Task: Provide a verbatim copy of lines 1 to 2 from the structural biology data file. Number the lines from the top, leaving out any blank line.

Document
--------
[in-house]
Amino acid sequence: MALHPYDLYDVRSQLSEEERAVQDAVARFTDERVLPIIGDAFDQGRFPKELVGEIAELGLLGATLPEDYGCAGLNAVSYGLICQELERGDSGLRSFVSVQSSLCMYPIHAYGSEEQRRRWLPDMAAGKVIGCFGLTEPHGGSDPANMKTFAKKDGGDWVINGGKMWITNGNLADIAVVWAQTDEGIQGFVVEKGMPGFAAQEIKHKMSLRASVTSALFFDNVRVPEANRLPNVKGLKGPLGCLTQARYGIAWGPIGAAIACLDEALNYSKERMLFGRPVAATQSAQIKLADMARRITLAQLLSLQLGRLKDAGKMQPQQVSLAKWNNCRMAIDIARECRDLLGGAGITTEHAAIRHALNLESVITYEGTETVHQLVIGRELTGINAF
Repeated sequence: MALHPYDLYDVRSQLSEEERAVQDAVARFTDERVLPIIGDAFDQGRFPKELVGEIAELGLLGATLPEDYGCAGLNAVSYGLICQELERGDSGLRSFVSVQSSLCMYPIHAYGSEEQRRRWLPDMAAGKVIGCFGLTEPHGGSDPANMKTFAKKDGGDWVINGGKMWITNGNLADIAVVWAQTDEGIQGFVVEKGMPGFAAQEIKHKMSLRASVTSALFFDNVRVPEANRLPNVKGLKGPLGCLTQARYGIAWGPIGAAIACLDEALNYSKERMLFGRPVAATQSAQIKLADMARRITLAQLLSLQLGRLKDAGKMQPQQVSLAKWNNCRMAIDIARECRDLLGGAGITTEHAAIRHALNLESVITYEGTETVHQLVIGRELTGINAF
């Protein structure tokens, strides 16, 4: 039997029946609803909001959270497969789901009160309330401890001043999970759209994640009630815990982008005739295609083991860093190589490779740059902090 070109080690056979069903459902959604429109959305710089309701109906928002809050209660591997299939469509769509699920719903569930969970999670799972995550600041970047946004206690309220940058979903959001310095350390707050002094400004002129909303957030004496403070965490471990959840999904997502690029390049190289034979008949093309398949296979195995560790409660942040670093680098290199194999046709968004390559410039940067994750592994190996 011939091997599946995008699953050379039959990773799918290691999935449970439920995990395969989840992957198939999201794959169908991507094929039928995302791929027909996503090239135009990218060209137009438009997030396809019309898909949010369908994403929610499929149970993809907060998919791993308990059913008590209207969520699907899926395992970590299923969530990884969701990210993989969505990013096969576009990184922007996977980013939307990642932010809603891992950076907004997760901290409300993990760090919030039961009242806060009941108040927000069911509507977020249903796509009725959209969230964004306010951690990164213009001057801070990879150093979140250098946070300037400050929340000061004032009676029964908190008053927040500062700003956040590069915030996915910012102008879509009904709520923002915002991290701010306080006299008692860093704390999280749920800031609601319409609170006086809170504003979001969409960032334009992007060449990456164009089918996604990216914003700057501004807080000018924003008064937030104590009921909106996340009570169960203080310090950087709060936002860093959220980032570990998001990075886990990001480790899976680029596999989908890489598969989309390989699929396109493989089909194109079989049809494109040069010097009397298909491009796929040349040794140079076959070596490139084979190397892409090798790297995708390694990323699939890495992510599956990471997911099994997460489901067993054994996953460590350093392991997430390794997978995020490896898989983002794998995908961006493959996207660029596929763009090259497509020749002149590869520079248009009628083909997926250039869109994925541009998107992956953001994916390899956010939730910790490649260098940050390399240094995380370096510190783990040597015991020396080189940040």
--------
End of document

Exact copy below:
[in-house]
Amino acid sequence: MALHPYDLYDVRSQLSEEERAVQDAVARFTDERVLPIIGDAFDQGRFPKELVGEIAELGLLGATLPEDYGCAGLNAVSYGLICQELERGDSGLRSFVSVQSSLCMYPIHAYGSEEQRRRWLPDMAAGKVIGCFGLTEPHGGSDPANMKTFAKKDGGDWVINGGKMWITNGNLADIAVVWAQTDEGIQGFVVEKGMPGFAAQEIKHKMSLRASVTSALFFDNVRVPEANRLPNVKGLKGPLGCLTQARYGIAWGPIGAAIACLDEALNYSKERMLFGRPVAATQSAQIKLADMARRITLAQLLSLQLGRLKDAGKMQPQQVSLAKWNNCRMAIDIARECRDLLGGAGITTEHAAIRHALNLESVITYEGTETVHQLVIGRELTGINAF